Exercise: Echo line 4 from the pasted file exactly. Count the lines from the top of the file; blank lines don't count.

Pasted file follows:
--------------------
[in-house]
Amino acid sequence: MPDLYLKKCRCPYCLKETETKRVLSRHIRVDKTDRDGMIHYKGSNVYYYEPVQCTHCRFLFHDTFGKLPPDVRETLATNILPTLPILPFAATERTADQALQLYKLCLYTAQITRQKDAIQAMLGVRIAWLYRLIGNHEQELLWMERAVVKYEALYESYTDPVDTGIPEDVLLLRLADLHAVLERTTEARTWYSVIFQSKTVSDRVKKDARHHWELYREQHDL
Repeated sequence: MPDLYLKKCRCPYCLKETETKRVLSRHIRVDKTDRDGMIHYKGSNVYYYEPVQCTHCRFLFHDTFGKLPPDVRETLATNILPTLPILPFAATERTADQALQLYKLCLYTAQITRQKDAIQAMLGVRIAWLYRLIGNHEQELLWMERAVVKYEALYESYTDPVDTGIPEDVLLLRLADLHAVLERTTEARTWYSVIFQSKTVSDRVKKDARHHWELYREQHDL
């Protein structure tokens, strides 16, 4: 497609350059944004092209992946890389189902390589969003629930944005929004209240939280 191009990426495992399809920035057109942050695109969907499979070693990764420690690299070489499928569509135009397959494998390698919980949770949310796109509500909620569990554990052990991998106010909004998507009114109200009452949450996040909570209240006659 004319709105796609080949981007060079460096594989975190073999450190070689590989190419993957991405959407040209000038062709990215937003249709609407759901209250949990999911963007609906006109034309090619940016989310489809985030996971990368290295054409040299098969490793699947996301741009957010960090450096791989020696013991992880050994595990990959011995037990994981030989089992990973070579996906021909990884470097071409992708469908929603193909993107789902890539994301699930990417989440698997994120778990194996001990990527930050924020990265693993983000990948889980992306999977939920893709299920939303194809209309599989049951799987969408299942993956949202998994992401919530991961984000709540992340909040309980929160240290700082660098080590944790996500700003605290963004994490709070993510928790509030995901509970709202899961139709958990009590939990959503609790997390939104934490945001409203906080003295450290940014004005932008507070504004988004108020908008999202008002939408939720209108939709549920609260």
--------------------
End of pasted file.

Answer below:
């Protein structure tokens, strides 16, 4: 497609350059944004092209992946890389189902390589969003629930944005929004209240939280 191009990426495992399809920035057109942050695109969907499979070693990764420690690299070489499928569509135009397959494998390698919980949770949310796109509500909620569990554990052990991998106010909004998507009114109200009452949450996040909570209240006659 004319709105796609080949981007060079460096594989975190073999450190070689590989190419993957991405959407040209000038062709990215937003249709609407759901209250949990999911963007609906006109034309090619940016989310489809985030996971990368290295054409040299098969490793699947996301741009957010960090450096791989020696013991992880050994595990990959011995037990994981030989089992990973070579996906021909990884470097071409992708469908929603193909993107789902890539994301699930990417989440698997994120778990194996001990990527930050924020990265693993983000990948889980992306999977939920893709299920939303194809209309599989049951799987969408299942993956949202998994992401919530991961984000709540992340909040309980929160240290700082660098080590944790996500700003605290963004994490709070993510928790509030995901509970709202899961139709958990009590939990959503609790997390939104934490945001409203906080003295450290940014004005932008507070504004988004108020908008999202008002939408939720209108939709549920609260």